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I'm trying to use EF Code First with my WPF application , the idea is to create a SqlCe Db in AppData/MyApp (if there isn't one) and use it with EF Code First.

At the moment it's giving error when I try to read data off the database it supposed to create , but when I checked the db context object I saw it's trying to create it in SqlExpress.

First of all , how can I set it to work with CE instead of SqlExpress and set the file location?

I tried changing the connection string in app.config but couldn't get it to work (it didn't created sdf file) and also I'm not sure how to set connection string path to AppData folder as it's in User folder (not fixed).

Never worked with SqlCe or EF Code First before , so any help is welcome & appreciated.

Thanks in advance.

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4 Answers

up vote 6 down vote accepted

I've managed to get it working after a lot of messing around. My app.config has the following:

<?xml version="1.0" encoding="utf-8" ?>
<configuration>
  <configSections>
  </configSections>

  <connectionStrings>
    <add name="Database"
         connectionString="Data Source=Database.sdf"
         providerName="System.Data.SqlServerCe.4.0" />
  </connectionStrings>

  <system.data>
    <DbProviderFactories>
      <remove invariant="System.Data.SqlServerCe.4.0" />
      <add name="Microsoft SQL Server Compact Data Provider 4.0"
           invariant="System.Data.SqlServerCe.4.0"
           description=".NET Framework Data Provider for Microsoft SQL Server Compact"
           type="System.Data.SqlServerCe.SqlCeProviderFactory, System.Data.SqlServerCe, Version=4.0.0.0, Culture=neutral, PublicKeyToken=89845dcd8080cc91"/>
    </DbProviderFactories>
  </system.data>

</configuration>

Having the DbProviderFactory in there will help when it comes to deployment too. It will allow users to use SQLCE 4 without running the installer for it (providing you supply the native binares as well, some info here: http://erikej.blogspot.com/2011/02/using-sql-server-compact-40-with.html).

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I stopped chasing this some time ago , so haven't tested your solution but since noone else come up with anything and you already have 2 up votes , I'll accept this. Thanks man , I'll note the solution somewhere and probably use it in future! –  Tiax Apr 20 '11 at 2:18
    
For Code First, after setting up your program so it works on your dev system, all that is really needed for app.config is adding the DbProviderFactories tag entries. Code First does all the needed connection strings for you. You may also need to ensure that the SQLCE DLLs (from the Program Files[x86] folder) are distributed alongside your program. –  Jed Schaaf Dec 6 '13 at 18:33
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Here is a possible clue. If you were to install EFCodeFirst.SqlServerCompact using NuGet Package manager, and look in: Visual Studio 2010\Projects\MyProject\packages\EFCodeFirst.SqlServerCompact.0.8.8482\Content, it does things for your web app like:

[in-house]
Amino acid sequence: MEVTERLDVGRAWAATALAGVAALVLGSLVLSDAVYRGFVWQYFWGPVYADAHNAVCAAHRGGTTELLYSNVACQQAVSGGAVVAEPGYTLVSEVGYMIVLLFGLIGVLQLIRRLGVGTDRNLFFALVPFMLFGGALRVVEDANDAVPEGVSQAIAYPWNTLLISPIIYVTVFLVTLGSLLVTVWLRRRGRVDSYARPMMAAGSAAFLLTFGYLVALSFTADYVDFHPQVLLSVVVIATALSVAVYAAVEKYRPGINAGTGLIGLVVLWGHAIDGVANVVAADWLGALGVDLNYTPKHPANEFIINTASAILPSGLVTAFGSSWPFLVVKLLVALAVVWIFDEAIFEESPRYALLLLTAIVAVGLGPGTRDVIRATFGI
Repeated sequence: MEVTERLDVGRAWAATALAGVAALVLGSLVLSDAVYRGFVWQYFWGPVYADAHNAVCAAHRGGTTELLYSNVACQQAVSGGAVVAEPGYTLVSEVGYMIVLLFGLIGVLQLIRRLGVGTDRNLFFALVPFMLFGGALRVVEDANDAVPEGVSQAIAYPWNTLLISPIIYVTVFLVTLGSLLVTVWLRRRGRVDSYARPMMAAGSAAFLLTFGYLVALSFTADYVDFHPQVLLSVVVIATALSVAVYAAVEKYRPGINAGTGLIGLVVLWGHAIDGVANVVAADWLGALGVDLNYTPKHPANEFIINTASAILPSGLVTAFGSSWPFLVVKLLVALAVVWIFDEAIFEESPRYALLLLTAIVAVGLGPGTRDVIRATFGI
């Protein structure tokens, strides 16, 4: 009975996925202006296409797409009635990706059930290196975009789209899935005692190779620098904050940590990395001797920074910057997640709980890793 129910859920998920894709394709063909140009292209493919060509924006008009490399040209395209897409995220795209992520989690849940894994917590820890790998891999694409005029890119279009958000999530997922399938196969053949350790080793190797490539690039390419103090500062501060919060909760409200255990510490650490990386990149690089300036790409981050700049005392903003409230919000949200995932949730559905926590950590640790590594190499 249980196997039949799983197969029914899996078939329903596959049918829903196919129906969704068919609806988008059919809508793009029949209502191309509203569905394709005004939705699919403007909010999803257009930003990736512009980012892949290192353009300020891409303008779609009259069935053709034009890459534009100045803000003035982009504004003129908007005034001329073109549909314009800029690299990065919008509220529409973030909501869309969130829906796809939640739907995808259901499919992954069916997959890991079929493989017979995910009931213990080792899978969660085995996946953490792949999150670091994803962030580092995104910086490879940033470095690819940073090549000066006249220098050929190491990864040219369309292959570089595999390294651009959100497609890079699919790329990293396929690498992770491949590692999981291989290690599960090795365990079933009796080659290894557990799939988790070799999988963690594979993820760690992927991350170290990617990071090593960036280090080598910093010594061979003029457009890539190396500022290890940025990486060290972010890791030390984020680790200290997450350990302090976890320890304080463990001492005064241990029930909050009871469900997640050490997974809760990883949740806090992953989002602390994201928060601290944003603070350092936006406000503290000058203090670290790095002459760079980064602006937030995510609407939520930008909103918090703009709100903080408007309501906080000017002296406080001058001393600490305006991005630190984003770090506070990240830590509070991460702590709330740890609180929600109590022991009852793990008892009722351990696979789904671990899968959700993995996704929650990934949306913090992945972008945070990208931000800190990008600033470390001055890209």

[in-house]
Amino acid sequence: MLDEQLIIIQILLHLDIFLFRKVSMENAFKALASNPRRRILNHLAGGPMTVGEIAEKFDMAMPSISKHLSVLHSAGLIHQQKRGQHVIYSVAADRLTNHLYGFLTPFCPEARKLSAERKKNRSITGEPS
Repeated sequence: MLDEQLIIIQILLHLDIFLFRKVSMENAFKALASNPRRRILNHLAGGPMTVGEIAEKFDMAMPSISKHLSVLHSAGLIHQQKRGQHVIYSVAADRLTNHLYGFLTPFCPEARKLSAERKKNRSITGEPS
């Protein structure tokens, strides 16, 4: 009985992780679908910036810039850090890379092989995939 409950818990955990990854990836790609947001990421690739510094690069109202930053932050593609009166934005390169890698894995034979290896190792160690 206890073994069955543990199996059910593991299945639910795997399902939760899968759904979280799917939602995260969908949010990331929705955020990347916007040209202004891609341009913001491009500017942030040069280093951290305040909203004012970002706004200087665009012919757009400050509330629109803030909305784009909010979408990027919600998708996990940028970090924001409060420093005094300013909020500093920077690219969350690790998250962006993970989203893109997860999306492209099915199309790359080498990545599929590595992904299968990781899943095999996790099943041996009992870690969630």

public static class AppStart_SQLCEEntityFramework {
    public static void Start() {
        DbDatabase.DefaultConnectionFactory = new SqlCeConnectionFactory("System.Data.SqlServerCe.4.0");

        // Sets the default database initialization code for working with Sql Server Compact databases
        // Uncomment this line and replace CONTEXT_NAME with the name of your DbContext if you are 
        // using your DbContext to create and manage your database
        //DbDatabase.SetInitializer(new CreateCeDatabaseIfNotExists<CONTEXT_NAME>());
    }
}
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I don't think the tooling is ready for SQLCE for WPF projects. It stopped me in my tracks too.

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This probably isn't going to help in the short run, but I think it would be the best solution in the long term. I haven't been able to find where anyone else has documented how to do this so I guess I'll have to figure it out as I go unless someone with more intimate knowledge of using SqlCE4, CodeFirst, and creating NuGet packages beats me to it. What we need is a NuGet package, either a new package or make the existing one smart enough to handle it, that can add SqlCE4 and CodeFirst to a WPF and/or WinForms project.

The existing package seems geared toward web projects since it depends on WebActivator. From what I can tell, installing WebActivator on a non-web project really isn't appropriate. I don't know if it's possible for a NuGet package to detect the project type and execute different installation logic based on that information. It would be better all around for whoever is responsible for maintaining the EFCodeFirst.SqlServerCompact package to either release a non-web version or make the existing one smarter.

Pending that, in my spare time I'm going to see if I can figure out how to do it and create my own. I can't promise how long it'll take me because I'm almost totally in the dark with regards to creating NuGet packages. I've created a couple of really basic ones but have never done any advanced stuff like config transforms and the like.

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WebActivator since version 1.3 supports 'non-web' scenarios. You can execute the actions manually (useful in unit tests). –  Jakub Konecki Mar 13 '11 at 20:59
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